12 October 2006 Edition
Nuacht na nOibrithe
BY Justin Moran
IMPACT seeks pay rise for Ryanair pilots
On Monday, IMPACT lodged a pay claim for Ryanair pilots with the Labour Relations Commission (LRC). The union is seeking a closer alignment in wages with higher-paid Aer Lingus pilots.
The notoriously anti-union company is expected to reject any LRC intervention and the claim will then be referred to the Labour Court, which is currently considering an IMPACT claim against Ryanair under the Industrial Relations (Amendment) Act 2004.
The lodging of the complaint with the LRC follows Ryanair's rejection of the pay claim last month, despite announcing at the start of August that it had increased net profits by 80% for the first financial quarter of 2006, to €116 million.
In October 2005, the High Court rejected Ryanair's claim that the Labour Court did not have jurisdiction under the 2004 Act, which allows the Labour Court to set pay and conditions in companies that don't engage in collective bargaining. The company has appealed to the Supreme Court, which is expected to make a ruling shortly.
Ryanair recently lost a separate High Court case against IMPACT members whom it had accused of 'bullying' other staff. The Court ruled that the only evidence of bullying was by Ryanair itself and awarded costs of €1 million against the company. Dismissing Ryanair's application, the judge said that evidence given by a senior Ryanair manager was 'baseless and false.' Ryanair could incur even higher costs if it loses its current Supreme Court appeal.
SIPTU publishes unique 1916 pamphlet
A fascinating insight into the events of Easter Week 1916 - in the form of six witness statements from ordinary people who participated in them - is contained in a new publication by SIPTU to mark the 90th anniversary of the 1916 Rising.
Six 'witness statements' held by the Bureau of Military History were made available for publication through the National Archives of Ireland. Three are written by the men who printed the Proclamation in the basement of the old Liberty Hall: Christy Brady, Liam O'Brien and Michael Molloy.
One was made by Irish Citizen Army bugler William Oman, who sounded the 'fall-in' as Connolly and others left Liberty Hall to make history. One was made by Rosie Hackett, an iconic and much-loved figure neglected in most histories of the Rising. The sixth was by Thomas Mallin, brother of Citizens' Army leader Michael Mallin.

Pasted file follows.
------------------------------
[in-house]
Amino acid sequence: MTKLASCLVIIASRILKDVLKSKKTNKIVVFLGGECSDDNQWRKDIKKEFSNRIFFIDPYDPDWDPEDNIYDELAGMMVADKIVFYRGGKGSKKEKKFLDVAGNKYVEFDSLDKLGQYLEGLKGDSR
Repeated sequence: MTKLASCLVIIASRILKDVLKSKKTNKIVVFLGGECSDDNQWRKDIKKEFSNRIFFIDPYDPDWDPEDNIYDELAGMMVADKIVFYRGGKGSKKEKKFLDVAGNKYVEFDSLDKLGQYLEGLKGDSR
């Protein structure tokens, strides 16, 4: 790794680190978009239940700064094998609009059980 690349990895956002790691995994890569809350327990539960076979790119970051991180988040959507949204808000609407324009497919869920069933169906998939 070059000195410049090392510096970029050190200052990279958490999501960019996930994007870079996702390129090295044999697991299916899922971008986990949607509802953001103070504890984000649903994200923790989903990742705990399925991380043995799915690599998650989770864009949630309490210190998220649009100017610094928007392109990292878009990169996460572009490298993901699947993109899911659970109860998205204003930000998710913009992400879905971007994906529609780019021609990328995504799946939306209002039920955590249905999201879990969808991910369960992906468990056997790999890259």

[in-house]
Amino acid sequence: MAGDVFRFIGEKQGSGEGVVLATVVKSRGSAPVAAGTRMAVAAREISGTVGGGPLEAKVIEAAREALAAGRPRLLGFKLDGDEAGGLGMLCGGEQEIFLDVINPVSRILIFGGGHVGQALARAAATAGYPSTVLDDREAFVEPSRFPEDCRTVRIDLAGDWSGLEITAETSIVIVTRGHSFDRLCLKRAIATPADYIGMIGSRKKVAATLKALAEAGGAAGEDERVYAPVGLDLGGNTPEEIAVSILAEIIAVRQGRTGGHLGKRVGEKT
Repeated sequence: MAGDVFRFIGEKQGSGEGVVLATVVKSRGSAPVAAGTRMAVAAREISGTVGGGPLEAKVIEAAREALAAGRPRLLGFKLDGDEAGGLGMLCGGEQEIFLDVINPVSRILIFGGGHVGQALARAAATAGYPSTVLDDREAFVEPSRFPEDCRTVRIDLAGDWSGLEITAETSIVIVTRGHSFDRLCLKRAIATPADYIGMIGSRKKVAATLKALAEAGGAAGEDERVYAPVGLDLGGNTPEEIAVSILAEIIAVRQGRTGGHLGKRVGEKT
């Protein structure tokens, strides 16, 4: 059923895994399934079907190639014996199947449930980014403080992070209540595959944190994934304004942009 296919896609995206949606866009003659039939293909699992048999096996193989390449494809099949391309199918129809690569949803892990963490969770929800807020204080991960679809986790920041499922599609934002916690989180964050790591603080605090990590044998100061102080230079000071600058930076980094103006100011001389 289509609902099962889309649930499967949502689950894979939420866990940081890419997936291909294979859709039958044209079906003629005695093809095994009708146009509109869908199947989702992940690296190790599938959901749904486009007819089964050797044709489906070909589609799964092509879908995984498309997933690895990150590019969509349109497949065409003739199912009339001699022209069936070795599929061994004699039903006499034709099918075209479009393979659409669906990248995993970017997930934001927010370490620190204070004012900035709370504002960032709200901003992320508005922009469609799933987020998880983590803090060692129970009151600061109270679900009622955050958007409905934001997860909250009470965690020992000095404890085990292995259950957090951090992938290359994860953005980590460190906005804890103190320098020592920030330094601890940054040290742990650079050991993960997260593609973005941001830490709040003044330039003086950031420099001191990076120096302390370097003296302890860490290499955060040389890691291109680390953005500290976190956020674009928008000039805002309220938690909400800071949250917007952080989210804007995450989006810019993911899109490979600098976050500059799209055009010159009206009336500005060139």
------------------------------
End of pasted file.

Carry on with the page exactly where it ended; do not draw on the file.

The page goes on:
The pamphlet, entitled James Connolly, Liberty Hall and the 1916 Rising, also reproduces in full the transcript of the court-martial of Constance Markiewicz, who was closely associated with the ITGWU and ICA in the crucible years of 1913-1916. There are also two short essays dealing with the role of the ITGWU and Liberty Hall in the Rising.
"The pamphlet also draws together a number of important, previously unpublished documents to bring SIPTU members' minds back to Connolly's legacy and what he would have us do: to defend and protect that which is under threat and that which remains to be achieved," explained SIPTU General Secretary Joe O'Flynn.
The pamphlet, which has been published in association with the Irish Labour History Society, was co-written by SIPTU tutor and labour historian Francis Devine, and Manus O'Riordan, head of the union's Research Department.
Midwives ballot for industrial action
Members of the Irish Nurses Organisation at Bon Secours Hospital, Cork, are currently balloting for industrial action in an attempt to get management to address concerns regarding their employment position post closure of maternity services.
A decision was taken in November 2005 to discontinue obstetric services within the hospital from 1March 2007. The Bon Secours Organisation has said that the midwives employed by them should either stay at the hospital and work in the general setting or seek employment in the new public Unified Maternity Services, to open soon in Cork University Hospital.
The INO have consistently argued that the workers are being made redundant and therefore are entitled to a redundancy package if they do not wish to move to another setting within the hospital.